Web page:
There is a fundamental issue with proposing that dehumanizing language should be protected because it’s an “opinion.” In the United States, hate crimes rose by 17 percent across the country in 2017 — including a five percent increase in ones specifically targeting the LGBTQ community. Platforms permitting the harassment of LGBTQ people due to prioritizing “opinions” ultimately create unsafe spaces for the community. It helps embolden hateful rhetoric that has real consequences on-and-offline.
This has been seen with the rise of Islamophobic sentiments online as well. Following the Christchurch massacre that left 51 Muslims dead in New Zealand, the shooter released a manifesto where he identified popular American YouTubers as sources of inspiration.
Many have previously pointed out that YouTube makes it easy for Neo-Nazis and members of the far-right to develop a platform on its site. Not only that, but they are allowed to monetize their content. A popular way to do so is through ads and it’s worth noting that Google keeps 45 percent of all ad revenue.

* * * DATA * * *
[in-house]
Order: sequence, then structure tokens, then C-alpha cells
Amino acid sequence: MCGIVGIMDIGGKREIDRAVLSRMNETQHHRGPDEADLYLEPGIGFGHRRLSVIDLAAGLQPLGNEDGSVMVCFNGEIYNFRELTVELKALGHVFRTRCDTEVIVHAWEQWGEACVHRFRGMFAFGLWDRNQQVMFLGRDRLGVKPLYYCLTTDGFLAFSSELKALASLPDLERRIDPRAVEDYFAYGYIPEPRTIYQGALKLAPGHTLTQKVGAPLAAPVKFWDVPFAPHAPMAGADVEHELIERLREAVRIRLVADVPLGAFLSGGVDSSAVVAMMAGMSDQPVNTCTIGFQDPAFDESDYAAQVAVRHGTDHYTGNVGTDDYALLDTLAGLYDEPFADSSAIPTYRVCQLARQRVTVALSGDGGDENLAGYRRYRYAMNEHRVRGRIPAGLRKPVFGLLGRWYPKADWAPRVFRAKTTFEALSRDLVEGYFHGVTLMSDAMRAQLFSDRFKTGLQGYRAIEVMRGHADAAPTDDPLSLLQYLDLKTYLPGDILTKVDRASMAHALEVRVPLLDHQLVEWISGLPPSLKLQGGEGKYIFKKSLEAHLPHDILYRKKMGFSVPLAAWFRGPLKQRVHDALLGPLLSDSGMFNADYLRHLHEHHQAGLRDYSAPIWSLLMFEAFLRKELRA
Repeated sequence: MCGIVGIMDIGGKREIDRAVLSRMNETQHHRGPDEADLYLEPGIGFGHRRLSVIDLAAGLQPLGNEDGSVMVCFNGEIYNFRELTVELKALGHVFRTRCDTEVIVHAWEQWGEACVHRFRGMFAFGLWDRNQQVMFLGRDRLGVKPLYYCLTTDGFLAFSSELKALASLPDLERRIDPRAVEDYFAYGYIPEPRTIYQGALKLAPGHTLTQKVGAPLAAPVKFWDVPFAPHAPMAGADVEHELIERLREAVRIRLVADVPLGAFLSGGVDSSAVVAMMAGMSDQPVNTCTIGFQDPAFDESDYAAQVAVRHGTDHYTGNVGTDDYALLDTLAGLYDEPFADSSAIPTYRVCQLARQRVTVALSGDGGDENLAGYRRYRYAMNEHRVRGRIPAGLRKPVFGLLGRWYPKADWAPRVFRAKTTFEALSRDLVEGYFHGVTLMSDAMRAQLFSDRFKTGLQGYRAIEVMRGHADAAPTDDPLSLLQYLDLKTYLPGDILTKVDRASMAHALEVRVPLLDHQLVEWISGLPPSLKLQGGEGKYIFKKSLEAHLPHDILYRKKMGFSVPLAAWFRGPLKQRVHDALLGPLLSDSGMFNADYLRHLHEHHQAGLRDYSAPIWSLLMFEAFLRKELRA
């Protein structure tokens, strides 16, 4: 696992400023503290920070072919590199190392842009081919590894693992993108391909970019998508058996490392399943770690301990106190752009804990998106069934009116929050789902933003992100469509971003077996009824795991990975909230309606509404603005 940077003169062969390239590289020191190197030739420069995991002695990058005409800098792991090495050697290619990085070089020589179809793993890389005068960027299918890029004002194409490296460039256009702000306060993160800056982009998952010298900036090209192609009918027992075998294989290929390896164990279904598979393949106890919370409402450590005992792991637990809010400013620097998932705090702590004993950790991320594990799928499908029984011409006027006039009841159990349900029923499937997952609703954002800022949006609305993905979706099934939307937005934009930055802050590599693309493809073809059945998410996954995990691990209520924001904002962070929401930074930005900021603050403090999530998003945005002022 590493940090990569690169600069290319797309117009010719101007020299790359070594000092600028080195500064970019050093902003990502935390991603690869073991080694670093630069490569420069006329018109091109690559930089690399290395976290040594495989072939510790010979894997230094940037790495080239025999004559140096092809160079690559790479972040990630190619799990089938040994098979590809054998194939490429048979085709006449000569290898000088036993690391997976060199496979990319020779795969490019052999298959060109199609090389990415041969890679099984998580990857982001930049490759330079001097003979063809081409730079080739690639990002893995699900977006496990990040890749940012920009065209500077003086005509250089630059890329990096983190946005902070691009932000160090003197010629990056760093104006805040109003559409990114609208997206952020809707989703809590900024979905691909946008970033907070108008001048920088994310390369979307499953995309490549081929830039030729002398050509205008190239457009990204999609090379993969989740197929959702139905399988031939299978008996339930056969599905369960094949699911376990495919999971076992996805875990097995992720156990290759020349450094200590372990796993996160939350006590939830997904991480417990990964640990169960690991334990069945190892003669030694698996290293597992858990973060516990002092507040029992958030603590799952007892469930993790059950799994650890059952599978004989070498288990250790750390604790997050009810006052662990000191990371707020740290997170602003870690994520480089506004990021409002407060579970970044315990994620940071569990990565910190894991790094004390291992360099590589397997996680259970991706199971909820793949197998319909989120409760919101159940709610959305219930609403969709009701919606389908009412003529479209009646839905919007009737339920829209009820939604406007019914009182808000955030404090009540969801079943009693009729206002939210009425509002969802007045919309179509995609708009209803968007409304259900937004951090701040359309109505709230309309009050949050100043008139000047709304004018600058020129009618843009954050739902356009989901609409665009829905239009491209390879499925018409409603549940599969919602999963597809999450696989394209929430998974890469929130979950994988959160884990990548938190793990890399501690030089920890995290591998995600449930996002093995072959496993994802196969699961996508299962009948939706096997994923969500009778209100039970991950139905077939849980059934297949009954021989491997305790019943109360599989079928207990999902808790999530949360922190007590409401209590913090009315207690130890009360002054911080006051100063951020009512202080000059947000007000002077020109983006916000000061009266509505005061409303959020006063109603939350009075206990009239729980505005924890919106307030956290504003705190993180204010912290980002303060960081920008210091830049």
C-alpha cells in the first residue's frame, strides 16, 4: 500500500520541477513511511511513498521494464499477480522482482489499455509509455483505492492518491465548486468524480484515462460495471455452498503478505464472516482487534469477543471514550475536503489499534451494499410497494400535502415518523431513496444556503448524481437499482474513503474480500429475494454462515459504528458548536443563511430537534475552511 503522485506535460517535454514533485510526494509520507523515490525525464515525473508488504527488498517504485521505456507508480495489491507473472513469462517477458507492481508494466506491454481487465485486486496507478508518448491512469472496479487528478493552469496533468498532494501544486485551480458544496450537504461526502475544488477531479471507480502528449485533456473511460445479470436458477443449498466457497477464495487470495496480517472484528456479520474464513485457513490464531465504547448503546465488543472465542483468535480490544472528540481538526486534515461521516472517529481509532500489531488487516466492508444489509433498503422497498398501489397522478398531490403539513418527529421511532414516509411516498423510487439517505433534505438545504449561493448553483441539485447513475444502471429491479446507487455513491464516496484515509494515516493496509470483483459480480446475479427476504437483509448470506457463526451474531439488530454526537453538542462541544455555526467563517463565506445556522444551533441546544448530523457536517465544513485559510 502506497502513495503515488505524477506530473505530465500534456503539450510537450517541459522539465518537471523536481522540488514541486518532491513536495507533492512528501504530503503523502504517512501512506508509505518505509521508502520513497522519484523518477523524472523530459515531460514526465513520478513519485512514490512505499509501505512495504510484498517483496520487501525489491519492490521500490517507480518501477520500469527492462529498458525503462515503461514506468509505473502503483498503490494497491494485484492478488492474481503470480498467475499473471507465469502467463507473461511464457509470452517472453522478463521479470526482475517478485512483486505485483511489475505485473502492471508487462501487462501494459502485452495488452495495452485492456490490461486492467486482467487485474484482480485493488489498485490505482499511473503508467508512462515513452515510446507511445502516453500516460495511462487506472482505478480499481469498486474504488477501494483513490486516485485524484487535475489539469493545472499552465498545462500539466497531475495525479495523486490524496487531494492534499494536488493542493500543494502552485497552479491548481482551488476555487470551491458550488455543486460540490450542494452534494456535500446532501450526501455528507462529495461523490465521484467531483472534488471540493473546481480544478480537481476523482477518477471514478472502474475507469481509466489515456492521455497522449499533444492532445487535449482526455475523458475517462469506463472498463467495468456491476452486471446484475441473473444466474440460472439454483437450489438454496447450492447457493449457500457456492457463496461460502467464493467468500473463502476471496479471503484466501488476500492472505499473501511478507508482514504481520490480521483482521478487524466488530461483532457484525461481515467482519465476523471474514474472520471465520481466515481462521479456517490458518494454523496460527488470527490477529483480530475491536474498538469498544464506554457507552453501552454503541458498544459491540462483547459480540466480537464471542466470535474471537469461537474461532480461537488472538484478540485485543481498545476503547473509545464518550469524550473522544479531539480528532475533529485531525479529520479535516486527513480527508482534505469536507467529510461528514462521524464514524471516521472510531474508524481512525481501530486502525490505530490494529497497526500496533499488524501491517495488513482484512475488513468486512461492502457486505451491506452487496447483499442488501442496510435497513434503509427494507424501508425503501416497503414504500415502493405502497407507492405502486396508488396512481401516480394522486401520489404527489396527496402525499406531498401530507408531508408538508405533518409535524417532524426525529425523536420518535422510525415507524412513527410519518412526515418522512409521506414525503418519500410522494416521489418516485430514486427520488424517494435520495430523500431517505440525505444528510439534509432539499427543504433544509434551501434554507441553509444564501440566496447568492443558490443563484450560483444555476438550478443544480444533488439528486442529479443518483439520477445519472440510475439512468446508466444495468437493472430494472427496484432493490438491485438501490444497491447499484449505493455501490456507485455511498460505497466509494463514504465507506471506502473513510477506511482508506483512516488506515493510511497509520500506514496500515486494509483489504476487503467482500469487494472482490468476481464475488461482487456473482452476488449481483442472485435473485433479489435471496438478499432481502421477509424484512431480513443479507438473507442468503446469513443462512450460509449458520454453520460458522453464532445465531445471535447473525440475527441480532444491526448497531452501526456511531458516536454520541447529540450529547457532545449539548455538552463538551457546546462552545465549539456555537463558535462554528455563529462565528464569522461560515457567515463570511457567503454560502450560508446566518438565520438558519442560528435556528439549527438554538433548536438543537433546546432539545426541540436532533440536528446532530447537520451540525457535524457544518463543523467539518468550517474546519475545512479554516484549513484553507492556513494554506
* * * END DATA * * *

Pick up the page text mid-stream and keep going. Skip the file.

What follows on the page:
Although Crowder’s account was eventually demonetized, YouTube did not lead with that decision. YouTube’s monetization issues cause one to question how motivated they and other tech companies are to address white supremacy if they are able to profit from it.
“YouTubers who use our platform and sometimes get significant revenue get to claim free speech to keep using our platform…but LGBTQ Googles get no free speech to say that Google doesn’t represent us,” a Google employee told The Verge. “That’s ironic at best, but hypocritical…specifically ironic trying to curb our speech on the 50th anniversary of the Stonewall march riots.”
Although Pride has become a large corporate affair in many cities, the first pride was an uprising. It began as a protest against the LGBTQ community’s mistreatment by police, with trans women of color —including Marsha P. Johnson and Sylvia Rivera — and Black lesbians as key players in both the initial uprising and the movement that would stem from it. Many have identified Stormé DeLarverie as throwing the first punch at Stonewall in defense against police brutality.